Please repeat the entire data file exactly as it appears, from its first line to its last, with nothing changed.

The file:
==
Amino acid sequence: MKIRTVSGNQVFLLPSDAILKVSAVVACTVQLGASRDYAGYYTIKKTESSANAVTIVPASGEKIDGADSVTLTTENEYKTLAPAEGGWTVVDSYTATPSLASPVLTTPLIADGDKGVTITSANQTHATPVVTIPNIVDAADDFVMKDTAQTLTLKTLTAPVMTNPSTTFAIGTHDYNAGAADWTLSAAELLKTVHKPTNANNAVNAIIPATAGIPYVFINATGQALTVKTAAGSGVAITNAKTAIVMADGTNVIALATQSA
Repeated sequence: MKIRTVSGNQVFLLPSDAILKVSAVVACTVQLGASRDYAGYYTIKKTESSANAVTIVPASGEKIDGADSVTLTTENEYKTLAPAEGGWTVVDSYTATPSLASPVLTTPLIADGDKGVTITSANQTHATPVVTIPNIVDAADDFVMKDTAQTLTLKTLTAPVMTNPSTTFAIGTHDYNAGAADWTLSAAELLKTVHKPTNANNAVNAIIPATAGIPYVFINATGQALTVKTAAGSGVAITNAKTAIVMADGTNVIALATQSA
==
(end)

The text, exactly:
Amino acid sequence: MKIRTVSGNQVFLLPSDAILKVSAVVACTVQLGASRDYAGYYTIKKTESSANAVTIVPASGEKIDGADSVTLTTENEYKTLAPAEGGWTVVDSYTATPSLASPVLTTPLIADGDKGVTITSANQTHATPVVTIPNIVDAADDFVMKDTAQTLTLKTLTAPVMTNPSTTFAIGTHDYNAGAADWTLSAAELLKTVHKPTNANNAVNAIIPATAGIPYVFINATGQALTVKTAAGSGVAITNAKTAIVMADGTNVIALATQSA
Repeated sequence: MKIRTVSGNQVFLLPSDAILKVSAVVACTVQLGASRDYAGYYTIKKTESSANAVTIVPASGEKIDGADSVTLTTENEYKTLAPAEGGWTVVDSYTATPSLASPVLTTPLIADGDKGVTITSANQTHATPVVTIPNIVDAADDFVMKDTAQTLTLKTLTAPVMTNPSTTFAIGTHDYNAGAADWTLSAAELLKTVHKPTNANNAVNAIIPATAGIPYVFINATGQALTVKTAAGSGVAITNAKTAIVMADGTNVIALATQSA